Effect of Support Structure on Permeance of Thin Film Composite Membranes

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The production of potable water has become a worldwide concern to meet the demand of a growing population. The reverse osmosis (RO) membrane is the leading technology for desalination installations to produce drinkable water, due to the high energy efficiency and resulting low costs. The popularization of RO membranes has been achieved by continual improvement in membrane separation performance and cost reduction. The thin dense skin layer of the thin film composite RO membrane performs molecular separation and the porous bulk of the membrane (150-200 µm) provides mechanical strength, but offers no resistance to mass transport for desalination. As the selective layer is produced thinner to enhance the water permeance, the geometric structure of the microporous support becomes more important, because the porosity and pore size may restrict the concentration profile of the water in the selective layer. This presentation will discuss the effect of the support geometry on the membrane permeance using an integral approach combining computational fluid dynamics simulations and experiments.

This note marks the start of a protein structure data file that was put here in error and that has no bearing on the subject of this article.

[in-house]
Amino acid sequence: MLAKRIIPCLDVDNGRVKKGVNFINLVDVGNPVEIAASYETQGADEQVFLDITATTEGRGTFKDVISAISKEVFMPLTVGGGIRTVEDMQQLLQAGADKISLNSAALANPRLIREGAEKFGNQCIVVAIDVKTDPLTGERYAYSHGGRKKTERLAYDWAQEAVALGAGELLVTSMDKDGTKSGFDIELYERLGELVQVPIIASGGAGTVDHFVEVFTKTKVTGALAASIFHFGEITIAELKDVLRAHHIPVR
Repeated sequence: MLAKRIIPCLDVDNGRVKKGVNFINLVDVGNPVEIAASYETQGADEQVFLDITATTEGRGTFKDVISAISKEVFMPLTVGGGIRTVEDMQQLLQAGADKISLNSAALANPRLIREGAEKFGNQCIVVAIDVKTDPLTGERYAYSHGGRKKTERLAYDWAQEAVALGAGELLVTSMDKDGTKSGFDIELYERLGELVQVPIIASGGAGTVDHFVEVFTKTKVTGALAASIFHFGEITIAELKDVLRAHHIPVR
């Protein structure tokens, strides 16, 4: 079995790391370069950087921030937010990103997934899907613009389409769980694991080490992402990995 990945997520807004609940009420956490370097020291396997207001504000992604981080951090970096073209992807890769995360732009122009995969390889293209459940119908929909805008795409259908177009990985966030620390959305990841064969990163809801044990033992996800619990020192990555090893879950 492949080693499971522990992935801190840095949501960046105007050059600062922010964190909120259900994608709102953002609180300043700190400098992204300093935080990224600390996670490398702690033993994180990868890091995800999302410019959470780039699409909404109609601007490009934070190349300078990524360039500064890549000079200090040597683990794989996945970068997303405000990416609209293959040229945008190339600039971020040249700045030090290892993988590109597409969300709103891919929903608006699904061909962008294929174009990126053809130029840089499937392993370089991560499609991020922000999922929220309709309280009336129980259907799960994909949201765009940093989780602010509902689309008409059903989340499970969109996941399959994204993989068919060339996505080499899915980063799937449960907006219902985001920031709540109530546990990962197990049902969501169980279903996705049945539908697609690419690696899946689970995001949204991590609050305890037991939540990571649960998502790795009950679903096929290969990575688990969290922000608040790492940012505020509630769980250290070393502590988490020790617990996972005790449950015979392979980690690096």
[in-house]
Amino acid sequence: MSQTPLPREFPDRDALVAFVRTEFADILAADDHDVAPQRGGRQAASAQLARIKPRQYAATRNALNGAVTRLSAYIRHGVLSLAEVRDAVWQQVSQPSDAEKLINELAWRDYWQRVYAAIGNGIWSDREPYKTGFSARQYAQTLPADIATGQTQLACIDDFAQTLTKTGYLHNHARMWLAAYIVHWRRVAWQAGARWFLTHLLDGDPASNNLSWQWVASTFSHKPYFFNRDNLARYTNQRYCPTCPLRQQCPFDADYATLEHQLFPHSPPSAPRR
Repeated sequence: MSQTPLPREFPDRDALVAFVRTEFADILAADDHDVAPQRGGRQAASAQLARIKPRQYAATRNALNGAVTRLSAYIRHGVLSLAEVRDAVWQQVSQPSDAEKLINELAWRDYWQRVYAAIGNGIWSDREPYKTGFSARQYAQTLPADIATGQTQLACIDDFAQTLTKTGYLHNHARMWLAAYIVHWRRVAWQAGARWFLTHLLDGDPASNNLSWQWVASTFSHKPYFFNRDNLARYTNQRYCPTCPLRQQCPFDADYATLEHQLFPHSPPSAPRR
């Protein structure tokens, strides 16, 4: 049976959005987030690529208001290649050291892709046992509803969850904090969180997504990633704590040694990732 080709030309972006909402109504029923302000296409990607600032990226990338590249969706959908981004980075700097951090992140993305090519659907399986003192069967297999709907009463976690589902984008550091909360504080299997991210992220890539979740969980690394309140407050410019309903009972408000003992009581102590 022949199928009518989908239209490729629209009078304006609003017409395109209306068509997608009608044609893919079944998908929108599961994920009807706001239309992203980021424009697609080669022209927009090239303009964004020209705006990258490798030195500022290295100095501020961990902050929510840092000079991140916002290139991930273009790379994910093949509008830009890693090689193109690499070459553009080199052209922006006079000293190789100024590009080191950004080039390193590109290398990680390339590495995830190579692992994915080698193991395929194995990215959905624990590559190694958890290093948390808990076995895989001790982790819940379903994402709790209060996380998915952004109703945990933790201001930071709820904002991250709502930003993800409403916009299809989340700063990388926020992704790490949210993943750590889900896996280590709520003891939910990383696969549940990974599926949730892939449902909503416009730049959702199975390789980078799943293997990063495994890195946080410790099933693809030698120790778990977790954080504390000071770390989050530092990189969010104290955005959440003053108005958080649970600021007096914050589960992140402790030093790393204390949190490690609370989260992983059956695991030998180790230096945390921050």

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Journal: TechConnect Briefs
Volume: 1, Nanotechnology 2014: Graphene, CNTs, Particles, Films & Composites
Published: June 15, 2014
Pages: 249 - 252
Industry sector: Advanced Materials & Manufacturing
Topics: Advanced Materials for Engineering Applications, Coatings, Surfaces & Membranes
ISBN: 978-1-4822-5826-4